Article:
No Retrospective Laws Should be Made
Retrospective laws are laws that change what people’s rights and responsibilites were in the past. In other words, they are laws that are passed today that change what was legal or illegal yesterday.
Retrospective laws may undermine the rule of law by unfairly changing the laws relating to certain situations. People cannot plan their lives and make sure they act within the boundaries of the law if the law can be changed so that their actions – legal at the time – later become illegal.
This power sits uneasily with the rule of law principle, which requires that the law is capable of being known to everyone so that everyone can comply. Similarly, a person cannot know and comply with a law that does not yet exist.
Public authorities must clearly outline in advance what constitutes compliance with the law so individuals can act legally and understand when they are breaking the law.
Human Rights and Retrospective Laws
Article 15 of the International Covenant on Civil and Political Rights, which prohibits retrospective criminalisation unless the person’s conduct, “at the time when it was committed, was criminal according to the general principles of law recognised by the community of nations.” In such situations a retrospective law could coexist with the rule of law.
1. No one shall be held guilty of any criminal offence on account of any act or omission which did not constitute a criminal offence, under national or international law, at the time when it was committed. Nor shall a heavier penalty be imposed than the one that was applicable at the time when the criminal offence was committed. If, subsequent to the commission of the offence, provision is made by law for the imposition of the lighter penalty, the offender shall benefit thereby.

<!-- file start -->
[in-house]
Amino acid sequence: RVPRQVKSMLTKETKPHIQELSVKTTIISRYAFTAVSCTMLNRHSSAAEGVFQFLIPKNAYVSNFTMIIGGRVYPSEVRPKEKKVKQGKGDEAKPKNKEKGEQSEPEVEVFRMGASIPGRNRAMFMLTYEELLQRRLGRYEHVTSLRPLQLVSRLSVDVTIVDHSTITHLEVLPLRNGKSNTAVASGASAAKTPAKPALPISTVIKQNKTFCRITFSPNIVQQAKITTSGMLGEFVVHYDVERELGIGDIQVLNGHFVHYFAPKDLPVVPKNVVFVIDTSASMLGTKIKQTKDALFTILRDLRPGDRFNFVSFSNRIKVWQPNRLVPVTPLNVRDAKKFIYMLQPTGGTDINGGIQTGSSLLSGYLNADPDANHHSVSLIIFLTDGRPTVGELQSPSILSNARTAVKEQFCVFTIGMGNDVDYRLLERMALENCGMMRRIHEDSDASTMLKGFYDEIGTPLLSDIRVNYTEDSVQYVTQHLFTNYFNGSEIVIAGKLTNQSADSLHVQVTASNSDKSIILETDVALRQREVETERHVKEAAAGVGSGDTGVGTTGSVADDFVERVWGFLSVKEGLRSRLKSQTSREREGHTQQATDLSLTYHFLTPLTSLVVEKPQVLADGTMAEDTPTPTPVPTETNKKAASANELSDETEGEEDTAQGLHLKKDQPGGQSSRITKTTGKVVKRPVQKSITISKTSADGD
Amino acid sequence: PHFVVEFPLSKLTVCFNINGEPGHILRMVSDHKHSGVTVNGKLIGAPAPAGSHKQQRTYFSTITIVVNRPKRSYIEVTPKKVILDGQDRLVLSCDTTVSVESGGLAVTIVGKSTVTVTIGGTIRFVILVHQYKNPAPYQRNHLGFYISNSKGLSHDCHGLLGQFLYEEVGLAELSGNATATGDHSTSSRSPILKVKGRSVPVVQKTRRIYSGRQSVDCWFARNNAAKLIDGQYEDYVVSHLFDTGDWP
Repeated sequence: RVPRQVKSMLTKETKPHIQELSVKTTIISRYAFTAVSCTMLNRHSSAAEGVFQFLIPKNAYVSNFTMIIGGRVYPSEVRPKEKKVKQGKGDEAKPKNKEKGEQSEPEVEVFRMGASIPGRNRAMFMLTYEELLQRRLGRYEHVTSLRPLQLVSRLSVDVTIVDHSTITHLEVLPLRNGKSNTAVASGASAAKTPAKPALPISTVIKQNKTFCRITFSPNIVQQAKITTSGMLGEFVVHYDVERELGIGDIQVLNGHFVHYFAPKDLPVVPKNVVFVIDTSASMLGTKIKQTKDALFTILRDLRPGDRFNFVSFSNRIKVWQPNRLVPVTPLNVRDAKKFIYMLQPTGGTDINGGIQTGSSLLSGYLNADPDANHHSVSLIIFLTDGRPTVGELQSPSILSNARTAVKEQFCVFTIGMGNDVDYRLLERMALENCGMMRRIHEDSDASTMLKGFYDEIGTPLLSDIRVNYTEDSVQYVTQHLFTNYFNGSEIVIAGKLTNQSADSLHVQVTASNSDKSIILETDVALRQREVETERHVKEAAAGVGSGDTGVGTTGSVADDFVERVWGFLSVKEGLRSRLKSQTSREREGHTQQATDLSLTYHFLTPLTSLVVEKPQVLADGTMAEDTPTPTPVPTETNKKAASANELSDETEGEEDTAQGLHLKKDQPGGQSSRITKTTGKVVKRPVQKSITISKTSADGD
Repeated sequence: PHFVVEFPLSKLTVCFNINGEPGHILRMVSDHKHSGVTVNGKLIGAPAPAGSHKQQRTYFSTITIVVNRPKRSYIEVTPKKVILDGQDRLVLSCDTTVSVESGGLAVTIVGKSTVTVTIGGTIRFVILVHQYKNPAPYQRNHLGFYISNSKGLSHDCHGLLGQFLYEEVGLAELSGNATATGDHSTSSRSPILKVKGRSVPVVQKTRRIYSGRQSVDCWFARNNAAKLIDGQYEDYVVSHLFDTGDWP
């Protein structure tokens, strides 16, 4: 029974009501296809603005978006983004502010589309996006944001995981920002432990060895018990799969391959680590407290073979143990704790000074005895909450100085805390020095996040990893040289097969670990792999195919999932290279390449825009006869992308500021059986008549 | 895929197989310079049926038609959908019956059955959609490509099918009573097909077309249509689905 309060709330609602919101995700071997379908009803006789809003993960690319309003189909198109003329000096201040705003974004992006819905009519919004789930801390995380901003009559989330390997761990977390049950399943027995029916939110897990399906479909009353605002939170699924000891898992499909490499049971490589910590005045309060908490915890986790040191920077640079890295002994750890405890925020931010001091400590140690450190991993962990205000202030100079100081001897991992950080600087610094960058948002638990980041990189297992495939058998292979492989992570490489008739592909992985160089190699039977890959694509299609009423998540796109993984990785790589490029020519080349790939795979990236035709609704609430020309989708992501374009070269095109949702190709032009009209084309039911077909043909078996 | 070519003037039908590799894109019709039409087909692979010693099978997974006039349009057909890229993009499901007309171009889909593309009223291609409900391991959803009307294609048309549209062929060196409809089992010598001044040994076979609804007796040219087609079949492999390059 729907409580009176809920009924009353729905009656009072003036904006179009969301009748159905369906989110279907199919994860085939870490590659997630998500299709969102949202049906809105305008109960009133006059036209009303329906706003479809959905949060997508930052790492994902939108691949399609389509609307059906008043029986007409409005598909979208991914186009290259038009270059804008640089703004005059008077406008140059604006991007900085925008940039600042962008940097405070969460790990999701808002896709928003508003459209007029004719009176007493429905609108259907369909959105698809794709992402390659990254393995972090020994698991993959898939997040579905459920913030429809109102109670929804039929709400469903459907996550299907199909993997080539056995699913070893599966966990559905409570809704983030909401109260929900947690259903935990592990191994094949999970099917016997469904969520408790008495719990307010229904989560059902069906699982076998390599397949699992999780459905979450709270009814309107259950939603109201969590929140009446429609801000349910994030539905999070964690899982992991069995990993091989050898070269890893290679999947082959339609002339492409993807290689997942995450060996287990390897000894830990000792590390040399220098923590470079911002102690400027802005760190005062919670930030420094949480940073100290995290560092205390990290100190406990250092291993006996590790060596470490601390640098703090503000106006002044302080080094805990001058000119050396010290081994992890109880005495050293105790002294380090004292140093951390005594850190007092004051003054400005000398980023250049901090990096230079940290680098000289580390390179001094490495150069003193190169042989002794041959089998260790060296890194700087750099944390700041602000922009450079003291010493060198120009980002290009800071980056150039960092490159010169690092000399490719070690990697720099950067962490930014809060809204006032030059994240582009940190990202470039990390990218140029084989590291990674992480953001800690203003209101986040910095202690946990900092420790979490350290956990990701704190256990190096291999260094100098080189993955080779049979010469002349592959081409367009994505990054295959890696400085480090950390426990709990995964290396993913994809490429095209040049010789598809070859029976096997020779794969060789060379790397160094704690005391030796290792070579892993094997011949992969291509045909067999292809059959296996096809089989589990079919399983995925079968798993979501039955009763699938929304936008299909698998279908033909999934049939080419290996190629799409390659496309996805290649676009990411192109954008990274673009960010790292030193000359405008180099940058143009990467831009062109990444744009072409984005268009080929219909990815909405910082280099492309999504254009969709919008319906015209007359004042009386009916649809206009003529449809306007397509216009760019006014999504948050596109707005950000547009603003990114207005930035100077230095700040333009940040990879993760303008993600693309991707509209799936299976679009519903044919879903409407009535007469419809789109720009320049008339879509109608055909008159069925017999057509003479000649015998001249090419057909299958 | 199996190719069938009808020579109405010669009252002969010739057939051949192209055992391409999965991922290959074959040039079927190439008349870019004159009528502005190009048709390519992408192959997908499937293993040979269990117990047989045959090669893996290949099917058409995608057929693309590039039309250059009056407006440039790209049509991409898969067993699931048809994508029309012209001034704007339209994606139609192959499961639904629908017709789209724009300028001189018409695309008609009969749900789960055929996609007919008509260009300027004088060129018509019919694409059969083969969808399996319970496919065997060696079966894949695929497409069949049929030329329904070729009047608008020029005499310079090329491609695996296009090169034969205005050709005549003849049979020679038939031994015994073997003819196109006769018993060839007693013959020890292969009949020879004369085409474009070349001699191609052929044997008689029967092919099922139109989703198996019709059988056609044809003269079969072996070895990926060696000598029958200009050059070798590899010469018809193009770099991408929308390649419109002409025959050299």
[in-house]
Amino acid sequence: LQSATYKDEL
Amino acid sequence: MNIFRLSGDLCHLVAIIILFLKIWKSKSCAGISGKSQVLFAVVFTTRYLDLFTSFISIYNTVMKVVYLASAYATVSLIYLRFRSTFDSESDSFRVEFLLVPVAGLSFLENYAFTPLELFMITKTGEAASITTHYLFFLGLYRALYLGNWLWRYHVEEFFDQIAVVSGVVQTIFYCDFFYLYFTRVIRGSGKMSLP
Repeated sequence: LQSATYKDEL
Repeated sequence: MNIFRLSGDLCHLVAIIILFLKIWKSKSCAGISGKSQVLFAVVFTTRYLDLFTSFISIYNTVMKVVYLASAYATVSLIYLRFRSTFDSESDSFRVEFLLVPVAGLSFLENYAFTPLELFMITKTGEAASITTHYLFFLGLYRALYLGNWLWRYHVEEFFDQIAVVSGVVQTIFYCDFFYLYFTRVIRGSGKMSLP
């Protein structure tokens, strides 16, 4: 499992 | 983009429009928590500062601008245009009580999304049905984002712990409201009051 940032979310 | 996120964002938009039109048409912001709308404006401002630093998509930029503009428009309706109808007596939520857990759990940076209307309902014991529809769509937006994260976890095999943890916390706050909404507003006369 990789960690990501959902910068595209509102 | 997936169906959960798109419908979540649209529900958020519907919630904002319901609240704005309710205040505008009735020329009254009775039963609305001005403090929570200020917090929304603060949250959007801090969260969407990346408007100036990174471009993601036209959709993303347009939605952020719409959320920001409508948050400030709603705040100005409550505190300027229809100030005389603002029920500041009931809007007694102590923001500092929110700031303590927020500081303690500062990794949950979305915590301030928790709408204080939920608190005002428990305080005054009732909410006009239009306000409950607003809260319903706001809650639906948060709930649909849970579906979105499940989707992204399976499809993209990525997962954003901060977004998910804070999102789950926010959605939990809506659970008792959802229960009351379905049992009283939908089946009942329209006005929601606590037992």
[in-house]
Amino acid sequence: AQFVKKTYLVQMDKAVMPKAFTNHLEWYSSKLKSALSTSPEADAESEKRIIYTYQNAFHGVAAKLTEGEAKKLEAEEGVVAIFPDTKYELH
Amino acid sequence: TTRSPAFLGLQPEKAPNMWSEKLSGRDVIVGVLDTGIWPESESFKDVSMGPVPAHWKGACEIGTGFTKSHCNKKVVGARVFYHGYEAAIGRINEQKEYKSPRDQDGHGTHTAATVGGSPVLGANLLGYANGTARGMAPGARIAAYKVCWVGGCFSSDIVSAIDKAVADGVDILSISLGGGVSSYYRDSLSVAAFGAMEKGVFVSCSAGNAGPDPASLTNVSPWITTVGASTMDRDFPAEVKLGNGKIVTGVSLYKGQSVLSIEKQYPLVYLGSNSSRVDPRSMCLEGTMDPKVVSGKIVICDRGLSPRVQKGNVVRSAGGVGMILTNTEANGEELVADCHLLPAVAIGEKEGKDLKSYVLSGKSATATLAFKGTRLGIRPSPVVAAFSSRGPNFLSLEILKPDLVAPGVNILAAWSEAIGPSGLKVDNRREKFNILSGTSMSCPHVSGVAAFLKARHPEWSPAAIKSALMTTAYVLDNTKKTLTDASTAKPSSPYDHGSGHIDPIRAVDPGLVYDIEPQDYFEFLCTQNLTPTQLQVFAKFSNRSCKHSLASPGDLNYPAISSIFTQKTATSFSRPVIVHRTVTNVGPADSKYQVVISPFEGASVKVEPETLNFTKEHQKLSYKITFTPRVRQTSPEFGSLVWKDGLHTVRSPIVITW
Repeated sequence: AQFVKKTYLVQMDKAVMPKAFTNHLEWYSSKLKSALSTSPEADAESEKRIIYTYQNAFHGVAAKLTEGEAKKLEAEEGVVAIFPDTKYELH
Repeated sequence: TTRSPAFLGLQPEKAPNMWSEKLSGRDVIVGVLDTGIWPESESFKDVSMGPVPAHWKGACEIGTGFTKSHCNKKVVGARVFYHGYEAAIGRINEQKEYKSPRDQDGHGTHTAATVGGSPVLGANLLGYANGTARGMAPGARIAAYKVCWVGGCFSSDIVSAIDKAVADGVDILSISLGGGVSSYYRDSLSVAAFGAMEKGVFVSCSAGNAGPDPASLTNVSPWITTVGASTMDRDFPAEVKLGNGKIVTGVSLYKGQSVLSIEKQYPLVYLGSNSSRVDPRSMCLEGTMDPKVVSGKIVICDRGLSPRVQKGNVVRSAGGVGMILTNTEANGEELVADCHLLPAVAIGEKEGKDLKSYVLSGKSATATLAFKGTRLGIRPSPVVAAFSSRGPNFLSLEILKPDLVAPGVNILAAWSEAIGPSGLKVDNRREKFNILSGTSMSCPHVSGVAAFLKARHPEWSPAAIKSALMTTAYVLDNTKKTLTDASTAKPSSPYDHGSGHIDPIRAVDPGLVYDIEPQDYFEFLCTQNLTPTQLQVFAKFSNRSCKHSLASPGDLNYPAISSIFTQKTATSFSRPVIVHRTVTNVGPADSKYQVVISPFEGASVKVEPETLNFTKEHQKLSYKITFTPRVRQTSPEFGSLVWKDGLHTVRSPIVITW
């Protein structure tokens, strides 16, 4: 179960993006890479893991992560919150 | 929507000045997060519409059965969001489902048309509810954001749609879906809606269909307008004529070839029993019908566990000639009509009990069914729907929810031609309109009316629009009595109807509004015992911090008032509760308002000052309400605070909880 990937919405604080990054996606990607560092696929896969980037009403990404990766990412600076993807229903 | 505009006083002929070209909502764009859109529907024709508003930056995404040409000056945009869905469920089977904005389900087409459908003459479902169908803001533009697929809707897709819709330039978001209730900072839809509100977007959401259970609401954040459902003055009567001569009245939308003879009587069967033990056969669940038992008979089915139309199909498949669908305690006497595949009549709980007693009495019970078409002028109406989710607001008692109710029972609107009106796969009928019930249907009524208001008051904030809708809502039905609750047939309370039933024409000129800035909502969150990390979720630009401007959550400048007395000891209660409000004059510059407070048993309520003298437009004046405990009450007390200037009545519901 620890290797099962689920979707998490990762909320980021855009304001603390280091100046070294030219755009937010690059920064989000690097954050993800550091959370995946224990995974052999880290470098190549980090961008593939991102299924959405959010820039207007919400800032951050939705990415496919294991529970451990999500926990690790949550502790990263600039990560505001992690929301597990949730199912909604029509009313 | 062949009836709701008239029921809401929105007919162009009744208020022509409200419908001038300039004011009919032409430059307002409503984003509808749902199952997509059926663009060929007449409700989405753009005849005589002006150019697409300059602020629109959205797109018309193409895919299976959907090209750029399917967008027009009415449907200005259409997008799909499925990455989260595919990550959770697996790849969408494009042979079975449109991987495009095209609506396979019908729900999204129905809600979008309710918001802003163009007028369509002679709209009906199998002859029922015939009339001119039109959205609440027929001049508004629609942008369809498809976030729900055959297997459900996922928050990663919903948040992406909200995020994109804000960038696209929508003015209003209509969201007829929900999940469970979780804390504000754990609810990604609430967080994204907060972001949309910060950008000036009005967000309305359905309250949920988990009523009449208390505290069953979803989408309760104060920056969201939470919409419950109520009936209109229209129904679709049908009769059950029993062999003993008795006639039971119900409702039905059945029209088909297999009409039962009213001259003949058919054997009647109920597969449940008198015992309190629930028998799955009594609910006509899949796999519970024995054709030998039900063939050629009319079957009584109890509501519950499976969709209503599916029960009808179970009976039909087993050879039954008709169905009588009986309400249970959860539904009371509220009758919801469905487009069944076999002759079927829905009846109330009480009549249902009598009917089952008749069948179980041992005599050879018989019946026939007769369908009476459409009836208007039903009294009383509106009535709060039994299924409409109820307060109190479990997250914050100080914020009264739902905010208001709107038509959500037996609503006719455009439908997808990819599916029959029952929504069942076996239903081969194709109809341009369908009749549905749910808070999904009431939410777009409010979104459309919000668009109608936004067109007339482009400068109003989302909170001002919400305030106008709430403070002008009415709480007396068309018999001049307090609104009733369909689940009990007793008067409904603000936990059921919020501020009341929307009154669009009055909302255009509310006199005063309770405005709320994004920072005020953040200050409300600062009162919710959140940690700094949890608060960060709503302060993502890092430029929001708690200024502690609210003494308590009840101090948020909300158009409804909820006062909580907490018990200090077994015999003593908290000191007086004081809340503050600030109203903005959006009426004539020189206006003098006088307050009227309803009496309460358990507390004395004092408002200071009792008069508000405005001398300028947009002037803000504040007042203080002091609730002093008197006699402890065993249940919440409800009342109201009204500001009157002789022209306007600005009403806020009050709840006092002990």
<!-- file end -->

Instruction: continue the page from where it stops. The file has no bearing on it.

2. Nothing in this article shall prejudice the trial and punishment of any person for any act or omission which, at the time when it was committed, was criminal according to the general principles of law recognized by the community of nations.
– Article 15, International Covenant on Civil and Political Rights
However, where a person is not put on notice, or where their conduct is not so reprehensible that they should have known better, retrospective laws do not sit well alongside rule of law principles.
Nucoal is an example of the detrimental impact of retrospective legislation. Watch Chris Merritt discuss the damage that occurs when retrospective laws are introduced.
The High Court first considered the validity of a retrospective law in 1915 in the case of R v Kidman HCA 58 (1915) and was later challenged in Polyukhovich v Commonwealth HCA 32 (1991).
For more details, read our article on Retrospective Legislation.